b) Their dormancy in harsh conditions
c) Their reliance on oxygen
d) Their ability to replicate in agar media

11. Rickettsia is transmitted to humans primarily through:
a) Arthropod vectors
b) Airborne droplets
c) Contaminated water
d) Direct contact with infected individuals

12. Which of the following is NOT a strategy employed by obligate intracellular bacteria to avoid host immune responses?
a) Escaping from the host cell
b) Inhibiting phagosome-lysosome fusion
c) Modulating host cell gene expression
d) Producing toxins

13.The bacterium responsible for causing Legionnaires' disease, Legionella pneumophila, is an example of an obligate intracellular pathogen that often infects:
a) Intestinal cells
b) Liver cells
c) Lung epithelial cells
d) Red blood cells

14. Which of the following diseases is NOT caused by an obligate intracellular bacterium?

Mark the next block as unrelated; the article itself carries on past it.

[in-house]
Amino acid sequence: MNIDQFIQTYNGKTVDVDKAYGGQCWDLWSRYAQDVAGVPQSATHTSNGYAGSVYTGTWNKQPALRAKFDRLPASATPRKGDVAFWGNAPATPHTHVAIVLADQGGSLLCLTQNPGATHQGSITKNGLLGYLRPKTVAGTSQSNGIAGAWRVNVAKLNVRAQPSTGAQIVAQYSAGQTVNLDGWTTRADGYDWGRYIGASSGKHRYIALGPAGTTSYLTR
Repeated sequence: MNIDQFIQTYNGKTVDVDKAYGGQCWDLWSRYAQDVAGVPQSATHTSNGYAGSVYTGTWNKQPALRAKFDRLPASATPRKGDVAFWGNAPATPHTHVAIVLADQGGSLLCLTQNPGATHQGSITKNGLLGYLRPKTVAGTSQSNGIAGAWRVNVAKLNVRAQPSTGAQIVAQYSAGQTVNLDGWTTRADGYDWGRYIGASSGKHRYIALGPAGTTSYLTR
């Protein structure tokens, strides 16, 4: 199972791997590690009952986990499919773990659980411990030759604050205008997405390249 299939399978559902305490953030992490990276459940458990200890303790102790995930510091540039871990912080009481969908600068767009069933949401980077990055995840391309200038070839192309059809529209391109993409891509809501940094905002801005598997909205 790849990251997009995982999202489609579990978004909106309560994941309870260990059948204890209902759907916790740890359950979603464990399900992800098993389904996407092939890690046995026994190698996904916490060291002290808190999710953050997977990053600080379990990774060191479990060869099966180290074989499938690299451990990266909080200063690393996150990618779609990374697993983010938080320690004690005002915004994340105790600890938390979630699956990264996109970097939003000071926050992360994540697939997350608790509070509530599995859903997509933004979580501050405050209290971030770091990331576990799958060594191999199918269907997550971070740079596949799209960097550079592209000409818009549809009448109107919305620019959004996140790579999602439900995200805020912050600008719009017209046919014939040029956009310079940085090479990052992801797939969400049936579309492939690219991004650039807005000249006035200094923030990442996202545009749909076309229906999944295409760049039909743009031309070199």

a) Q fever
b) Tuberculosis
c) Typhus
d) Tetanus

15. Which of the following intracellular pathogen causes 'Whipple disease'?
a) Coxiella burnetii 
b) Chlamydia trachomatis
c) Mycoplasma genitalium
d) Tropheryma whipplei
Answers with Explanation:
1. d) Obligate intracellular bacteria, they lack the necessary machinery to survive and replicate outside of host cells.

2. a) Trachoma, chronic inflammation of the conjunctiva (eye) transmitted to humans as a result of contact with infected secretions that contain Chlamydia trachomatis.
Gonorrhea is caused by Neisseria gonorrhoea, Syphilis is caused by a spirochete Treponema pallidum
and Tuberculosis is caused by Mycobacterium tuberculosis, these bacteria are not obligate intracellular bacteria.

3. d) Rickettsia rickettsii, it is transmitted to humans through the bite of infected ticks. The disease is named after the Rocky Mountains, where it was first identified, but it can occur in various regions of North and South America. It is a gram-negative, obligate intracellular bacilli.

4. c) Klebsiella granulomatis, Donovanosis, also known as granuloma inguinale, is a rare bacterial infection caused by the bacterium Klebsiella granulomatis. It primarily affects the genital and perineal regions, leading to the formation of painless, progressive ulcers.